Ever wanted to see what Denver’s public transportation looked like almost 100 years ago? Now you can. Jake Berman, a NYC-based artist who creates maps of various cities’ lost transit systems, recently finished a project focused on Denver’s (nearly) forgotten tram lines of 1933. We chatted with Berman, whose work has been featured in The Guardian, Los Angeles Magazine, and dozens of other publications, about this unique creation.
What got you interested in making maps of lost subway and tram systems?
“I was living in Los Angeles at the time, and got really fed up one day while stuck in traffic. I wanted to know just why L.A. had such bad traffic, so I started doing some research. In the course of my reading, I found out that most American cities—including Denver—had extensive tram systems, but got rid of them after World War II and built highways instead. This fascinated me, and things snowballed from there.”
I see that you’re also a lawyer. Do you consider yourself an artist first and a lawyer second, or vice versa? How do you integrate those two passions?
“I really love being an attorney. Law is what I do in my day job, and art is what I do to relax. Surprisingly, the mapping project uses lots of the skills that I learned in law school. I rely on primary sources when preparing these maps, and it takes a lot of research skills to dig up the old maps, timetables, and engineering documents that I use.”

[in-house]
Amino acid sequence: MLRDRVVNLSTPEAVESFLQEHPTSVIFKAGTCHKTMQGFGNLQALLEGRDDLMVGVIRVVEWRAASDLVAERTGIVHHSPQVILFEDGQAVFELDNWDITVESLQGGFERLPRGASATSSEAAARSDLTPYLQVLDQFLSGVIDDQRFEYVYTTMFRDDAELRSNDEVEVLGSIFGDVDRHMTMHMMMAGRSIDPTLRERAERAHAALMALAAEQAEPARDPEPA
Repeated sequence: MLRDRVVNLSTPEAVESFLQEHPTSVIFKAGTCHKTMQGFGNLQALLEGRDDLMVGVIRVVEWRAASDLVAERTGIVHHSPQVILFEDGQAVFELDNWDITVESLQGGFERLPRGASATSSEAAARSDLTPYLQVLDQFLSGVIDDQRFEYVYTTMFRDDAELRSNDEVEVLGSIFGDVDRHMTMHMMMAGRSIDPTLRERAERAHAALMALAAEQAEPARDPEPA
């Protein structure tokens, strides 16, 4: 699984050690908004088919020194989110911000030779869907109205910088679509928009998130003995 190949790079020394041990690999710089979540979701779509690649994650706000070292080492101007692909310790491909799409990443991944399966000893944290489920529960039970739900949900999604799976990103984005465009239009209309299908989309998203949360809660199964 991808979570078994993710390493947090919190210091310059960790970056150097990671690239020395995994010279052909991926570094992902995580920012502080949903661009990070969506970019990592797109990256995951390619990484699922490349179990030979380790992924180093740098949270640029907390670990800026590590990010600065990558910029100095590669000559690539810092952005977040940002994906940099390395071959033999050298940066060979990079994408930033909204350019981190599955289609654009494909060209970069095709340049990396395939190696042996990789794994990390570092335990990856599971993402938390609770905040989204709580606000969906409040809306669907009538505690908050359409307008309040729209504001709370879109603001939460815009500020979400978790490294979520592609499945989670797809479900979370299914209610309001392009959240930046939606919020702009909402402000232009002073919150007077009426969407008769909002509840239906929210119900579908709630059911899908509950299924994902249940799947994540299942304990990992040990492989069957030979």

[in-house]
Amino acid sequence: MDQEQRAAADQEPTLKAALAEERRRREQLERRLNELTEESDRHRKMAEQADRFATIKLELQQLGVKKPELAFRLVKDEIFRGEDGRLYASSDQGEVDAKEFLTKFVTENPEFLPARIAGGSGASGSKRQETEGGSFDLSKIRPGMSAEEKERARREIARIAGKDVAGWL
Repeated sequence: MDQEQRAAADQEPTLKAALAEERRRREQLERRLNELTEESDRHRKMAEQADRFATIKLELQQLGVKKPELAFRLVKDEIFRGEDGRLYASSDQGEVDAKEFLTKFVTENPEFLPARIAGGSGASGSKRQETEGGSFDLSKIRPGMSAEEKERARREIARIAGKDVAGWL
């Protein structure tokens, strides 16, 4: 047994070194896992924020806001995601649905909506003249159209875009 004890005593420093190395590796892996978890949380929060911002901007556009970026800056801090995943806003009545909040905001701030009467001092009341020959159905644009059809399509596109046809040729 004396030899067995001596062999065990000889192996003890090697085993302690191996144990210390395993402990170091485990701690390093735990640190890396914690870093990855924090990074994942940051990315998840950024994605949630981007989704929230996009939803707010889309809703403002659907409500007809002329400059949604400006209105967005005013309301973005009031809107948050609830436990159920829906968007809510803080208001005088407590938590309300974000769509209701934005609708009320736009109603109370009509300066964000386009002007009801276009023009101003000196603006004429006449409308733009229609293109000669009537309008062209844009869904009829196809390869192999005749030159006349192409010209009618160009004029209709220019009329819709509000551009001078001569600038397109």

How do you make the maps?
“First, I do my research. This involves lots of different sources. Sometimes I’ll hit the jackpot and find an old map in the library that includes all the information that I’m looking for, but that’s not common. Then I’ll synthesize all my research into a working pen-and-paper sketch. Once that’s done, I use Adobe Illustrator to put it all together.”
How do you find the information you need?
“A lot of archival research. Old tourist guides are some of the most useful things for me, since they include detailed route and service information that transit companies wouldn’t necessarily provide. As for the systems that never left the drawing board, most of the time these plans are just gathering dust in the library. I actually have a copy in my living room of the RTD’s plan to build a Jetsons-esque pod car system which got shelved when Denverites revolted against hosting the 1976 Olympics.”
You can see all of Berman’s maps on his website.